The U.S. Attorney’s Office in New York is announcing charges against 17 people for participating in a $42.5 million fraud at the Claims Conference.
Details of the charges will be disclosed at a 1 p.m. news conference Tuesday by the U.S. Attorney for the Southern District of New York.
Officials at the Claims Conference, which acts as a pass-through to distribute more than $400 million per year from Eastern European governments directly to survivors, discovered late last year that it had paid out at least $7 million in pension payments dating back as far as 1980 to 202 imposters who used fraudulent documents to file claims for payments.
In July, the Claims Conference notified recipients of the money that their payments were being suspended and that they had 90 days either to return all the money they had received or appeal the suspension.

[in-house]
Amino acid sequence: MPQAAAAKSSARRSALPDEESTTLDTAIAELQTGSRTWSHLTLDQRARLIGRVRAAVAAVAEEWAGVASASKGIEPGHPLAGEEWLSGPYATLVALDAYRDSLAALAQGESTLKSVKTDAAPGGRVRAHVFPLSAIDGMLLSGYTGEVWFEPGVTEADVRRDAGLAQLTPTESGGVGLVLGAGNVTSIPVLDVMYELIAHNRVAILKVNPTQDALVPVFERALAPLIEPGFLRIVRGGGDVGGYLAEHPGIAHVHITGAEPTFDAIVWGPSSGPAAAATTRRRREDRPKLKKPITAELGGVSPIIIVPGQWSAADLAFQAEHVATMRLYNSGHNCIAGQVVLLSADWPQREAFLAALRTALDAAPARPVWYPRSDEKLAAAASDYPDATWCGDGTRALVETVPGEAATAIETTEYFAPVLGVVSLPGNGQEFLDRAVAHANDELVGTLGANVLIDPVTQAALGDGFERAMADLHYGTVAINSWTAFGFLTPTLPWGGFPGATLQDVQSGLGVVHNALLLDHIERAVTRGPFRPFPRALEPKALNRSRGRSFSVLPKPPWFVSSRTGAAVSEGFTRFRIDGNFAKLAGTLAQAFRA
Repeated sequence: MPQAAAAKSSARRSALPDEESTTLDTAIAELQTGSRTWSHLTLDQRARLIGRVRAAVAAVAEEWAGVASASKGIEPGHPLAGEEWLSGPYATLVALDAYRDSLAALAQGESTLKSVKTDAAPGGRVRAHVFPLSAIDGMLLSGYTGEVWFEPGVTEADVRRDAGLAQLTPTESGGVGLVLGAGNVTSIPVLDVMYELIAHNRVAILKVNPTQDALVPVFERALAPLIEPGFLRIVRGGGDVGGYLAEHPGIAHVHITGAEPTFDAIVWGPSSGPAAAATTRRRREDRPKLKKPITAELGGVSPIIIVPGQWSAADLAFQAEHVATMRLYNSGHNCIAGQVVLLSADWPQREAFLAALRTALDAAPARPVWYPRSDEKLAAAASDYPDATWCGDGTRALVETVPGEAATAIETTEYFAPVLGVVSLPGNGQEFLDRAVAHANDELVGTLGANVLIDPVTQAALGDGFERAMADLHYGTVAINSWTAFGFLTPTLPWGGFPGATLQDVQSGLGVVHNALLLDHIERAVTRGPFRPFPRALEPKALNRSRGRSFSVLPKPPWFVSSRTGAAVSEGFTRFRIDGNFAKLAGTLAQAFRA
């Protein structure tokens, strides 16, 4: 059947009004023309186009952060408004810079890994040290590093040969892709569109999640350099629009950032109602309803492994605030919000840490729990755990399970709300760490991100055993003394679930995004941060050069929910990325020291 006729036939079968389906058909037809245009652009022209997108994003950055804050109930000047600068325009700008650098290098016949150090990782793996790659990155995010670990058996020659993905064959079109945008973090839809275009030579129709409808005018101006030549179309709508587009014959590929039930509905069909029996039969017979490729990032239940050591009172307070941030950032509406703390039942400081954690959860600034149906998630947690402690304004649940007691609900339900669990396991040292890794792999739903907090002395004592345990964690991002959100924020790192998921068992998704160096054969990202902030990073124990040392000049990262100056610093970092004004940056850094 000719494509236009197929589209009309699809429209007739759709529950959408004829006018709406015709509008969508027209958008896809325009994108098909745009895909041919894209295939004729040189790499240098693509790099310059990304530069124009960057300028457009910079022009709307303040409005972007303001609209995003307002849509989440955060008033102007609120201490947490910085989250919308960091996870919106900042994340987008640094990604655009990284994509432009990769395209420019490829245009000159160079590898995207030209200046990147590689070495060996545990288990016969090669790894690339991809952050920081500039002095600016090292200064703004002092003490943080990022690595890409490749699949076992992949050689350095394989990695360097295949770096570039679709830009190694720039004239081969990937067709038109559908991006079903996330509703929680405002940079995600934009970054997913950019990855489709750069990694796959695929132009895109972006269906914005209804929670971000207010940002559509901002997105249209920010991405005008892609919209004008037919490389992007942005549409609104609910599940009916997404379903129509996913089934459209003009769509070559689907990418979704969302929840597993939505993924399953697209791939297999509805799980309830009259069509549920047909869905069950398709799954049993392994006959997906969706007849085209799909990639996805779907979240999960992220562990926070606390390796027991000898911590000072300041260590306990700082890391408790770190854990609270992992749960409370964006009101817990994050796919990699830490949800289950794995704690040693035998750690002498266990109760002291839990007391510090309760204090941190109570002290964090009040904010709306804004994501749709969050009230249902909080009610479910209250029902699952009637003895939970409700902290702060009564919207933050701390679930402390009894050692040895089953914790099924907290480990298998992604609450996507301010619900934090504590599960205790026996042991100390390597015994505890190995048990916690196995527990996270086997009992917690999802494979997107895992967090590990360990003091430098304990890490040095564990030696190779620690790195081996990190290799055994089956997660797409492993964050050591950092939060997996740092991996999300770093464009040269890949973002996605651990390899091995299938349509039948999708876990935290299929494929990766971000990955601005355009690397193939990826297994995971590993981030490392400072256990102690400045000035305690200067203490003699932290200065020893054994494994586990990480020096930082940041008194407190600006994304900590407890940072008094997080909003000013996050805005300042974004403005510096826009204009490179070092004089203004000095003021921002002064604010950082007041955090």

Claims Conference officials first noticed a year ago that several claimants had falsified information to receive payments from the Hardship Fund, an account established by the German government to give one-time payments of roughly $3,000 to those who fled the Nazis as they moved east through Germany.
A further internal investigation revealed that more fraudulent claimants received payments from the organization’s Article 2 fund, through which the German government gives pension payments of roughly $375 per month to those who spent either six months minimum in a concentration camp or at least 18 months in a Jewish ghetto in hiding or living under a false identity to avoid the Nazis.
Conference officials said they immediately notified the FBI and the U.S. Attorney’s Office, and discussed the matter in meetings with the German government. The Federal Bureau of Investigation and the Claims Conference are continuing to investigate the matter.
“We are determined to get to the bottom of this,” Gregory Schneider, the executive vice president of the Claims Conference, told JTA over the summer. “We have worked very closely with law enforcement.”